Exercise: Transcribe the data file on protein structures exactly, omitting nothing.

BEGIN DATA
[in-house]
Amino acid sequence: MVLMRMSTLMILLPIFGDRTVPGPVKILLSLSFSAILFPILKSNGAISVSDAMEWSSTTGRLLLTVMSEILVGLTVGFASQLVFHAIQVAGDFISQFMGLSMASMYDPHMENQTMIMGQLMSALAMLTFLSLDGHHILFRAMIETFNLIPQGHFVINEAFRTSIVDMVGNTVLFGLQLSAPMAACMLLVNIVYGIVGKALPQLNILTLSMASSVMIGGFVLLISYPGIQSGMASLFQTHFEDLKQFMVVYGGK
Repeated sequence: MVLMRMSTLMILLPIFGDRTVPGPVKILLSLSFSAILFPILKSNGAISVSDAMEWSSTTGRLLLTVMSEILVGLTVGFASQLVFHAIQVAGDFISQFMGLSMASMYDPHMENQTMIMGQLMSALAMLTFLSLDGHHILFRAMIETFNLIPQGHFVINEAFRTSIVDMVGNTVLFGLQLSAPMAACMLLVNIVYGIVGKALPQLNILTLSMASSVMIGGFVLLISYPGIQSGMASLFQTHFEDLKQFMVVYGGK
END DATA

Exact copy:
[in-house]
Amino acid sequence: MVLMRMSTLMILLPIFGDRTVPGPVKILLSLSFSAILFPILKSNGAISVSDAMEWSSTTGRLLLTVMSEILVGLTVGFASQLVFHAIQVAGDFISQFMGLSMASMYDPHMENQTMIMGQLMSALAMLTFLSLDGHHILFRAMIETFNLIPQGHFVINEAFRTSIVDMVGNTVLFGLQLSAPMAACMLLVNIVYGIVGKALPQLNILTLSMASSVMIGGFVLLISYPGIQSGMASLFQTHFEDLKQFMVVYGGK
Repeated sequence: MVLMRMSTLMILLPIFGDRTVPGPVKILLSLSFSAILFPILKSNGAISVSDAMEWSSTTGRLLLTVMSEILVGLTVGFASQLVFHAIQVAGDFISQFMGLSMASMYDPHMENQTMIMGQLMSALAMLTFLSLDGHHILFRAMIETFNLIPQGHFVINEAFRTSIVDMVGNTVLFGLQLSAPMAACMLLVNIVYGIVGKALPQLNILTLSMASSVMIGGFVLLISYPGIQSGMASLFQTHFEDLKQFMVVYGGK